Thursday, November 01, 2007

Union of BC Indian Chiefs calls for free vote by BC NDP MLAs on Tsawwassen Treaty in Legislature

Grand Chief Stewart Phillip, President of the Union of BC Indian Chiefs, yesterday sent an open letter to BC NDP Leader Carole James asking that she give NDP MLAs a free vote in the BC Legislature on the Tsawwassen Treaty.

And Phillip is calling on BC NDP MLAs to vote against the Treaty.

MLA Michael Sather was suspended from the NDP caucus after declaring he would vote against the Treaty due to its exclusion of 500 acres of prime farmland from the Agricultural Land Reserve, while NDP MLAs Guy Gentner and Corky Evans have said they will abstain from voting for the same reason.

Chief Phillip has previously strongly criticized the BC Liberal government, denouncing as "unethical, inappropriate and totally unacceptable" its efforts to secure support for the Treaty by flying Tsawwassen First Nation members to Nisga'a territory prior to their referendum vote on the Treaty and by promising money for elders if the Treaty passed.

The letter is reproduced in full below:

UBCIC Open Letter to Carole James concerning Bill 40 - Tsawwassen First Nation Final Agreement Act

October 31, 2007

Carole James Leader of the Official Opposition Room 201, Parliament Buildings Victoria, BC V8V 1X4

Dear Carole:

As President of the Union of British Columbia Indian Chiefs, I am writing to you regarding the stated position of the Official Opposition with respect to Bill 40 - Tsawwassen First Nation Final Agreement Act.

The UBCIC and its member Nations and communities have forwarded repeated proposals, petitions, statements and resolutions presented to governments calling for the resolution of the Land Question, based on recognition and respect for our Aboriginal Title and Rights.

Provincial and Federal policies have moved from one of direct assimilation, to one of claims.

Governments were forced to change their policies of denial and outright assimilation in response to the Supreme Court of Canada's 1973 decision in Calder , which recognized Aboriginal Title as a pre-existing legal right to the land. Indigenous Peoples then successfully fought for the inclusion of Aboriginal Title, Rights and Treaty Rights in s. 35 of the Constitution in 1982.

The Supreme Court of Canada has continued to articulate principles governing the Aboriginal/Crown relationship in decisions such as Delgamuukw , Haida , Taku and Morris. The Court's decisions have eclipsed the 1986 Comprehensive Claims Policy, which is now contrary to law. As you may know, to a large extent, the Comprehensive Claims Policy serves as the basis of the BC Treaty Commission Process.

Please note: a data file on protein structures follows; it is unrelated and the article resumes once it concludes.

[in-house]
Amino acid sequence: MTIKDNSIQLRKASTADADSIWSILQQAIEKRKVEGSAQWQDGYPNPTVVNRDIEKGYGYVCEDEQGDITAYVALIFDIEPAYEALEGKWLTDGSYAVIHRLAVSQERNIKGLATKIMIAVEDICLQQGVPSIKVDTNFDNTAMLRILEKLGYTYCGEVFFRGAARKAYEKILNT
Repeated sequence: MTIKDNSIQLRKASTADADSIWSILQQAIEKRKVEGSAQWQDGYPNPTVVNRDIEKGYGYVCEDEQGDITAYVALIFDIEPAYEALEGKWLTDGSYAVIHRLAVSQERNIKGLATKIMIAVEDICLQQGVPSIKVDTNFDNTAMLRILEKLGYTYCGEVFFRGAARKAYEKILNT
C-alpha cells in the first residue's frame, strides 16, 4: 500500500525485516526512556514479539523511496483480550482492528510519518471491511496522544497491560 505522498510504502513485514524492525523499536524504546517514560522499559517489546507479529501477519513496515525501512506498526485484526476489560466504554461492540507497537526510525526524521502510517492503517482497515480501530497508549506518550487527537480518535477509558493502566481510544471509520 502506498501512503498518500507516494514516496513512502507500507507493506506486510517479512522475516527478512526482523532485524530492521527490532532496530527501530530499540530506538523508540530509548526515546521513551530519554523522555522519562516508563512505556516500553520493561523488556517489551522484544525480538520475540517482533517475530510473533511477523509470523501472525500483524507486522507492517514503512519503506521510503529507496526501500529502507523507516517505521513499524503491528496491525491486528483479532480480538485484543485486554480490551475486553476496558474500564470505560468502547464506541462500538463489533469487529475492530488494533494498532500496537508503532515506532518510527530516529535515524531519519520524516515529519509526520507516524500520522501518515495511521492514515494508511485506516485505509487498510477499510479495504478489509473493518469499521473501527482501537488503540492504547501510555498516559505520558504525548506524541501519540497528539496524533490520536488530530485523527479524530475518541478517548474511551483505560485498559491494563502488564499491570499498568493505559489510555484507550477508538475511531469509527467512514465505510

Provincial laws continue to apply on our territories and interfere with our Aboriginal Title, disrespect our laws which have taken care of the land for centuries, and leave our people living at a standard far below that of British Columbians.

While Canada has been ranked at the highest level in the UN Human Development Index which measures how different countries compare to one another based on the standard of living for their citizens, Indigenous Peoples within Canada are ranked below many Third World countries.

The impact of this disparity in wealth and living conditions upon our people is brutal.

Canada and the provincial government have chosen to focus their efforts and resources on negotiating Treaties within the BCTC process. All Treaties negotiated under the BCTC process are subject to the constraints of the Comprehensive Claims Policy reflecting a denial of Aboriginal Title and a surrender and grant-back process.

First Nations negotiate with the Crown for recognition of specialized Treaty rights; in exchange, they must agree to surrender all of their Aboriginal Title to the totality of their traditional territories.

Negotiating a Treaty under such a Policy is not an option for UBCIC and its members who will never exchange their territory for limited Treaty rights.

Indigenous Nations outside of the BCTC process have been ignored and are expressly excluded from any consultation about the impact of agreements being negotiated within the BCTC process on their Aboriginal Title and Rights.

This deficiency has resulted in a wave of First Nations litigation as we recently saw with the challenges by the Shuswap Nation and Treaty 8 First Nations to the Lheidli T'enneh Final Agreement, and the current challenges by the Semiahmoo, Sencoten Alliance and Cowichan to the Tsawwassen Final Agreement as well as Tseshaht to the Maa-nulth First Nations' Final Agreement. As well, public demonstrations such as the one held at the opening of the current Legislature Session, will continue.

The continued refusal to deal with the Land Question honourably and justly by acknowledging Aboriginal Title as the Supreme Court of Canada has directed only leads to more confrontations.